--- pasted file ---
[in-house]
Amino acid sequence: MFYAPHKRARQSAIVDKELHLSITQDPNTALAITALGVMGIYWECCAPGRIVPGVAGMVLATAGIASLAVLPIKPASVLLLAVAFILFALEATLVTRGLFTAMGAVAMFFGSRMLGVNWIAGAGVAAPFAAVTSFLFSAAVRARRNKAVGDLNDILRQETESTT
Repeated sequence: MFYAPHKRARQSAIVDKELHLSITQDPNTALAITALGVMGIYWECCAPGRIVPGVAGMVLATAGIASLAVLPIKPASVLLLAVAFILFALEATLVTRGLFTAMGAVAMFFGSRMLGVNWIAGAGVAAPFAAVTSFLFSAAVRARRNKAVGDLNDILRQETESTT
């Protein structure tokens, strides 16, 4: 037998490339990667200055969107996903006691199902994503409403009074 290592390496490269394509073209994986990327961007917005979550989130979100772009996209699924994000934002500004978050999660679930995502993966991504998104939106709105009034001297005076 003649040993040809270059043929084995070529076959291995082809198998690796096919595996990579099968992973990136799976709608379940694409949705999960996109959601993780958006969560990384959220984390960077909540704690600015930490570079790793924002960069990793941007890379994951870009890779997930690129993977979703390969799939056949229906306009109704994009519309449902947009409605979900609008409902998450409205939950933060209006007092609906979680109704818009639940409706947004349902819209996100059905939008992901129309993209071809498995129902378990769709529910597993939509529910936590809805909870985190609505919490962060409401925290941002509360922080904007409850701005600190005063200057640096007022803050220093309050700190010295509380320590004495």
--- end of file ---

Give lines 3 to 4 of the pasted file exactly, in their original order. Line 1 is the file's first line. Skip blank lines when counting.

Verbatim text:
Repeated sequence: MFYAPHKRARQSAIVDKELHLSITQDPNTALAITALGVMGIYWECCAPGRIVPGVAGMVLATAGIASLAVLPIKPASVLLLAVAFILFALEATLVTRGLFTAMGAVAMFFGSRMLGVNWIAGAGVAAPFAAVTSFLFSAAVRARRNKAVGDLNDILRQETESTT
């Protein structure tokens, strides 16, 4: 037998490339990667200055969107996903006691199902994503409403009074 290592390496490269394509073209994986990327961007917005979550989130979100772009996209699924994000934002500004978050999660679930995502993966991504998104939106709105009034001297005076 003649040993040809270059043929084995070529076959291995082809198998690796096919595996990579099968992973990136799976709608379940694409949705999960996109959601993780958006969560990384959220984390960077909540704690600015930490570079790793924002960069990793941007890379994951870009890779997930690129993977979703390969799939056949229906306009109704994009519309449902947009409605979900609008409902998450409205939950933060209006007092609906979680109704818009639940409706947004349902819209996100059905939008992901129309993209071809498995129902378990769709529910597993939509529910936590809805909870985190609505919490962060409401925290941002509360922080904007409850701005600190005063200057640096007022803050220093309050700190010295509380320590004495």